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"Canada can, within a positive friendly atmosphere, ask the Chinese government to resolve the Tibetan situation."

Assembly sidetracks Tibet resolution

March 19, 2009

By STEVE LAWRENCE Associated Press Writer
The Associated Press
March 17, 2009

SACRAMENTO -- After lobbying by Democratic leaders, the state
Assembly agreed Monday to sidetrack a resolution on Tibet that had
drawn strong opposition from the Chinese government.

Lawmakers voted 46-28, largely along party lines, to send the
resolution back to the Rules Committee, a step Republicans said would
kill it. They demanded a vote on the measure by the full Assembly.

"We need to allow democracy to take its course," said Assemblyman
Chuck DeVore, R-Irvine. "Anything less would be a travesty of justice
in this chamber."

The resolution, by Assemblyman Sam Blakeslee, R-San Luis Obispo,
praises the Dalai Lama's "outstanding moral and religious
leadership." It declares March 10, the 50th anniversary of a Tibetan
uprising against Chinese rule, as Tibet Awareness Day.

Lawmakers approved a nearly identical resolution last year that was
carried by a Democrat. But Blakeslee's version ran into trouble after
the Chinese consul general in San Francisco wrote a letter to
lawmakers saying the resolution could damage Chinese-American relations.

Blakeslee said representatives of the consul general also came to
Sacramento to lobby against the resolution.

Last week, Assembly Majority Leader Alberto Torrico, D-Fremont, held
up the resolution, removing it from a list of supposedly
noncontroversial measures that were scheduled to be voted on as a group.

When Blakeslee tried to take up the resolution on Monday, Torrico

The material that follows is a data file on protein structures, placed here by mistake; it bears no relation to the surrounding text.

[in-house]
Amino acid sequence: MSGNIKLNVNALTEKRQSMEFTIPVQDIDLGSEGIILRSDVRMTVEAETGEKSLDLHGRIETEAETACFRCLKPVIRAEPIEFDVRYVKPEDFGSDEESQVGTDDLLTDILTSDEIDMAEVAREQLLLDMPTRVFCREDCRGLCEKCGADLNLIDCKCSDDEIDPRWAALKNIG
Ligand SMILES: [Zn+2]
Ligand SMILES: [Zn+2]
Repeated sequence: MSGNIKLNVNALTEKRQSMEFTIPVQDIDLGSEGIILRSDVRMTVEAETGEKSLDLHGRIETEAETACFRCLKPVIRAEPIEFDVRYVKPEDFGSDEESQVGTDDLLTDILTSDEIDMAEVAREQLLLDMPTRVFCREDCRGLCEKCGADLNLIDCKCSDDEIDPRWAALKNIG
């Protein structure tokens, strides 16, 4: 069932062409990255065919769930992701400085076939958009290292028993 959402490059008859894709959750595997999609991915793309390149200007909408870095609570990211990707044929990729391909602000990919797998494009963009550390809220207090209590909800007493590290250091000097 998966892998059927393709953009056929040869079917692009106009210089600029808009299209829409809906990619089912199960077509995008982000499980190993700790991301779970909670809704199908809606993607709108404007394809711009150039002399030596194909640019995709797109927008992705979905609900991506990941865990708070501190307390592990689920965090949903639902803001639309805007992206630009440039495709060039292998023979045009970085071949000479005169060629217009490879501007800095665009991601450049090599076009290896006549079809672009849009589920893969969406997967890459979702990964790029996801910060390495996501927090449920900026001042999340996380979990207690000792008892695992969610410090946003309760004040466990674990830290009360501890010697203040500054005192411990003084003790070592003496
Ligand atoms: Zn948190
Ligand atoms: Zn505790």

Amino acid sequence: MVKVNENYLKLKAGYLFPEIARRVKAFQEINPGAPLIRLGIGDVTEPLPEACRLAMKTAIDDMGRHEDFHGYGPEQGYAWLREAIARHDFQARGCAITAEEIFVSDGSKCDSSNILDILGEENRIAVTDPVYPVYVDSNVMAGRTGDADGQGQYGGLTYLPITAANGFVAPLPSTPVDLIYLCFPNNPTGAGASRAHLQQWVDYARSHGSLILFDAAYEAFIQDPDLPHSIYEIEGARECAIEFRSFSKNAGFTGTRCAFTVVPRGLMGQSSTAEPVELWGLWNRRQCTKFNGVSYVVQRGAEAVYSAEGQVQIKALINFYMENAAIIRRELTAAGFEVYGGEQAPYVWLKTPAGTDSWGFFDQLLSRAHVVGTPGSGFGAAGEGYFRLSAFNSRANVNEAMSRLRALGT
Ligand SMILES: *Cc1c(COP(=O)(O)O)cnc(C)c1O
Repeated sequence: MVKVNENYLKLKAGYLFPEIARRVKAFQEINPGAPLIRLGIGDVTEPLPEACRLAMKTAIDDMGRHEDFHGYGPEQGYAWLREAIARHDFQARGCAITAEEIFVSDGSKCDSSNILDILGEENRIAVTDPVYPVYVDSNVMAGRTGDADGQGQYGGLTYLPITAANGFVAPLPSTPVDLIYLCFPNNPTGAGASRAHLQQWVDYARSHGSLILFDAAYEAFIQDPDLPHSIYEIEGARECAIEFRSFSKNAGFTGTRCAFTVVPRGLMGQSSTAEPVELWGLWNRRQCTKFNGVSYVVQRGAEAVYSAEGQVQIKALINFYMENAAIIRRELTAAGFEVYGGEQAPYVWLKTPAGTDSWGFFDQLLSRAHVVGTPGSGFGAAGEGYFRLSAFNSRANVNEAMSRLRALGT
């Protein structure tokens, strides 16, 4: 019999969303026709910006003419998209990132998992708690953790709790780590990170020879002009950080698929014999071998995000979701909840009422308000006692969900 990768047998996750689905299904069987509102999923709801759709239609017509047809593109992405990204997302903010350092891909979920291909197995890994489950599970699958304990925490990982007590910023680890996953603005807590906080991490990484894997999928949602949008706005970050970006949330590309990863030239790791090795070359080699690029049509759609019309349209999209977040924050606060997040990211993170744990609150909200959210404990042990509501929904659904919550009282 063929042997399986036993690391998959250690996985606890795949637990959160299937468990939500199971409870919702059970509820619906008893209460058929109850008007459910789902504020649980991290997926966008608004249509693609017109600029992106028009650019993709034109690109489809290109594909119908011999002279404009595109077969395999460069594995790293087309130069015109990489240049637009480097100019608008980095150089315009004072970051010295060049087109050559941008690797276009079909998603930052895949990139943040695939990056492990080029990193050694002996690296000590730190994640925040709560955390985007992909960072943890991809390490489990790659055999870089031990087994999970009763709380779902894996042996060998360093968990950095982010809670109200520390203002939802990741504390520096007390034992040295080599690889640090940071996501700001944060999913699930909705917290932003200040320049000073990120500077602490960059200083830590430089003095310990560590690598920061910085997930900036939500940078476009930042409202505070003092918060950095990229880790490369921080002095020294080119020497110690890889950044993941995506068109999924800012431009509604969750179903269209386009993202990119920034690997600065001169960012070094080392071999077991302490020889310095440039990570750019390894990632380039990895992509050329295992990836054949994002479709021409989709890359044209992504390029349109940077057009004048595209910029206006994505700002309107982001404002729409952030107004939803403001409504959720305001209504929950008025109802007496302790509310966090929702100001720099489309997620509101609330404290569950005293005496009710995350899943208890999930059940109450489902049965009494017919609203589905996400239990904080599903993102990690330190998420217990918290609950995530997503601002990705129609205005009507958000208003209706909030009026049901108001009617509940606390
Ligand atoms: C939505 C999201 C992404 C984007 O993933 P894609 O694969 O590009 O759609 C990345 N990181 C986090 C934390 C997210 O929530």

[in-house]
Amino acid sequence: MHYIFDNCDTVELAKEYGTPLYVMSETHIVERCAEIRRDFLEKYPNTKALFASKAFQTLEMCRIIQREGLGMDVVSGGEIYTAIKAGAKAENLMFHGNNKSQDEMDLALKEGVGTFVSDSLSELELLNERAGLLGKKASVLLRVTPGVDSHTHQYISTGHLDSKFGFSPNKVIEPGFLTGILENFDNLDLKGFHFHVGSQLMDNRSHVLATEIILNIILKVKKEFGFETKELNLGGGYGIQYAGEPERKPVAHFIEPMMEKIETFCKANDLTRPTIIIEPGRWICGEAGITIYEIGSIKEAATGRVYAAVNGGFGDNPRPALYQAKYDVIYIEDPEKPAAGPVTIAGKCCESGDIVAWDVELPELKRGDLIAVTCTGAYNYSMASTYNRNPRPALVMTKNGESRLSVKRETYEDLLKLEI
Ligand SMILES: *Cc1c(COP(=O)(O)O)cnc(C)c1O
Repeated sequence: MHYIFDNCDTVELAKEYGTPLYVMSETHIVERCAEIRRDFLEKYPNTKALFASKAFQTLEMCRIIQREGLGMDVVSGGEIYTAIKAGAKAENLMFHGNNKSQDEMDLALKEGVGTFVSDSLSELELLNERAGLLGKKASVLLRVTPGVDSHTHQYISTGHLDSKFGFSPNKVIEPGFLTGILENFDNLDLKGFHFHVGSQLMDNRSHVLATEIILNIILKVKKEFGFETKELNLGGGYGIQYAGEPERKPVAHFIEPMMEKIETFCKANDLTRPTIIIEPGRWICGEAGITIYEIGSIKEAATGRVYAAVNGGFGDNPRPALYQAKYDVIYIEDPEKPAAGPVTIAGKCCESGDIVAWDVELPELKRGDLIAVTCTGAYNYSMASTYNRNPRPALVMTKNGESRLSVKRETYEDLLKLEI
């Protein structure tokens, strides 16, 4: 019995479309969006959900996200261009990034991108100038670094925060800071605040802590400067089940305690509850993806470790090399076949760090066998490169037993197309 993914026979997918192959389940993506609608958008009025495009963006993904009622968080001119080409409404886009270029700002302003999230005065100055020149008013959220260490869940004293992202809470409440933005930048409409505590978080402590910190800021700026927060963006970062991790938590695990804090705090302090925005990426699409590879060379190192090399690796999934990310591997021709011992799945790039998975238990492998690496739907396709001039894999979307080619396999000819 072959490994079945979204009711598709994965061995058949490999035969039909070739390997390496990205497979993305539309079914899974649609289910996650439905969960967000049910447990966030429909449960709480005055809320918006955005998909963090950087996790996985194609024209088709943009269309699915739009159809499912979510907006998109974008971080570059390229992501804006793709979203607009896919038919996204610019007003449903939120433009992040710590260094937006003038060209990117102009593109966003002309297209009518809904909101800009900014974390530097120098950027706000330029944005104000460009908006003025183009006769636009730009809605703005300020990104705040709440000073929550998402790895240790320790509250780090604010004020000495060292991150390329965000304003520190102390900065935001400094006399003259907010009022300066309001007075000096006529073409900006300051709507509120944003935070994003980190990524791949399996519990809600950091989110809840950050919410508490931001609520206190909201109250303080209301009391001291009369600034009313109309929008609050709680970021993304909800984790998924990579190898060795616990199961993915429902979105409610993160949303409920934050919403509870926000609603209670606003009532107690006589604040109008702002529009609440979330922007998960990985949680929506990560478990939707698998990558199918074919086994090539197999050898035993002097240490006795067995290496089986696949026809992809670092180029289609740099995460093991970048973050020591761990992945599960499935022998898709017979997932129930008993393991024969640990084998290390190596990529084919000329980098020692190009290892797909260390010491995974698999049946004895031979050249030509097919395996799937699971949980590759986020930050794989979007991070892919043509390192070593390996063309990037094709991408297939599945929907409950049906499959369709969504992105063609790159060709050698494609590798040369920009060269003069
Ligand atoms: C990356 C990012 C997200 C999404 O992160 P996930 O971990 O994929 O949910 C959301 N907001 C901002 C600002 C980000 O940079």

made a motion to send it to the Rules Committee.

"I'm not rising in either support or opposition of the resolution,"
Torrico said. "I'm rising to refer it to Rules because over the last
several weeks there have been a number of developments that have
raised concerns among Democrats and Republicans.

"If the Rules Committee adopts amendments ... and improves the bill,
it will return for full consideration of this body."

Assemblywoman Fiona Ma, D-San Francisco, said the Legislature should
let the Obama administration deal with China and the situation in Tibet.

"We now have a new president who's committed to adopting new human
rights...," she said. "I believe we shouldn't undermine the president
and secretary of state and the proactive efforts they are pursuing."

But Blakeslee said the Legislature has approved resolutions taking
stands on foreign affairs many times before, and that the House of
Representatives, at the urging of Speaker Nancy Pelosi, D-San
Francisco, had recently approved a much stronger resolution
criticizing the situation in Tibet.

"We need to ask ourselves, what is our price for silence?" Blakeslee
said. "Do we only stand to speak for those who are oppressed when
it's safe to do so?"

Torrico's motion initially fell four votes short of the simple
majority needed for approval, with five Democrats voting against it.

After Democrats caucused for more than an hour, Assemblyman Wes
Chesbro, D-Arcata, changed his mind and voted for the motion to send
the resolution to the committee. Eight Democrats who had abstained
then decided to support it.

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